Broad form auto insurance could be a good fit for people who only drive by themselves and want to save money on car insurance above everything else. If you ever drive with anyone else in the car, this type of insurance could put you at risk. You might need to pay for damages if you get in an accident and your passenger gets injured.
When considering broad form car insurance, it’s also important to consider the car you’re driving. If you drive an old, low-value car, this type of coverage might be adequate. This is especially true if you can afford to replace the vehicle yourself. Driving a more expensive car or one you don’t own could cause issues if you damage the car and can’t afford to repair it.
Considering your financial situation is also essential. Broad form insurance might open you up to a significant risk of loss. If you have no assets, this may be a minimal risk. However, those with substantial amounts of money saved or invested might put those assets at risk by choosing this form of coverage.
Pros and cons of broad form insurance
Pros of broad form insurance
- Lower premiums: Broad form coverage often has lower premiums than full coverage car insurance, which typically includes comprehensive, collision, and liability insurance.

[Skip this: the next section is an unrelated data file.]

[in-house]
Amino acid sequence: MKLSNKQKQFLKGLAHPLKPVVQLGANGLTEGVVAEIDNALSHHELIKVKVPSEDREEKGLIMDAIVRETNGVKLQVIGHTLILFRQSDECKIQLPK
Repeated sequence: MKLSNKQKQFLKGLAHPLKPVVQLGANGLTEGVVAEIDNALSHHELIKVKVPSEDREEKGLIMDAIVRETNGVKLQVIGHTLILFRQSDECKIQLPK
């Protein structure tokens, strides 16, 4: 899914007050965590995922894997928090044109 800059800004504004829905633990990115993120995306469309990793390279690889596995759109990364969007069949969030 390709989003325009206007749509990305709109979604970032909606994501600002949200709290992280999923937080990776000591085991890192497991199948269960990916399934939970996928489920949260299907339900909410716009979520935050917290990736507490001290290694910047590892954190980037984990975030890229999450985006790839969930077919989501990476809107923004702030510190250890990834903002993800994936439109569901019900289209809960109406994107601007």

- Could meet minimum insurance requirements: The coverage could meet the minimum insurance requirements in certain states.
Cons of broad form insurance
- Less coverage: Broad form generally offers much less coverage than a standard policy
- Might not meet state requirements: This type of policy might not meet the car insurance requirements of your state.
- Could result in high costs to you: If you get in an accident, you could end up having to pay out of your own pocket to replace your car or pay for injuries to others in your vehicle.
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Is broad form insurance cheap?
Broad form insurance is generally cheaper than standard car insurance. This is because the coverage offered by a broad form insurance policy is generally much less than what’s provided by a standard car insurance policy.
Where is broad form insurance available?
Broad form insurance doesn’t meet the minimum insurance requirements of most states. That said, certain states do allow this coverage. These may include:
Laws and insurance requirements can change. Check with a licensed insurance agent before purchasing a broad form insurance policy to ensure it meets your state’s minimum insurance requirements.
Is broad form the same as full coverage car insurance?
Broad form insurance is not the same as full coverage car insurance. In fact, it offers limited coverage compared with most car insurance policies. It covers only damages to others and liability to others up to your policy’s limits. It doesn’t protect you financially against damage to your vehicle or cover medical expenses for you or other passengers in your car.
Those wondering how to lower car insurance premiums may have come across broad form car insurance. However, this type of coverage can be risky because it's truly a bare-bones option.
Remember, broad form insurance might not meet your state’s minimum car insurance coverage requirements. If it doesn’t, it likely isn’t an option for you.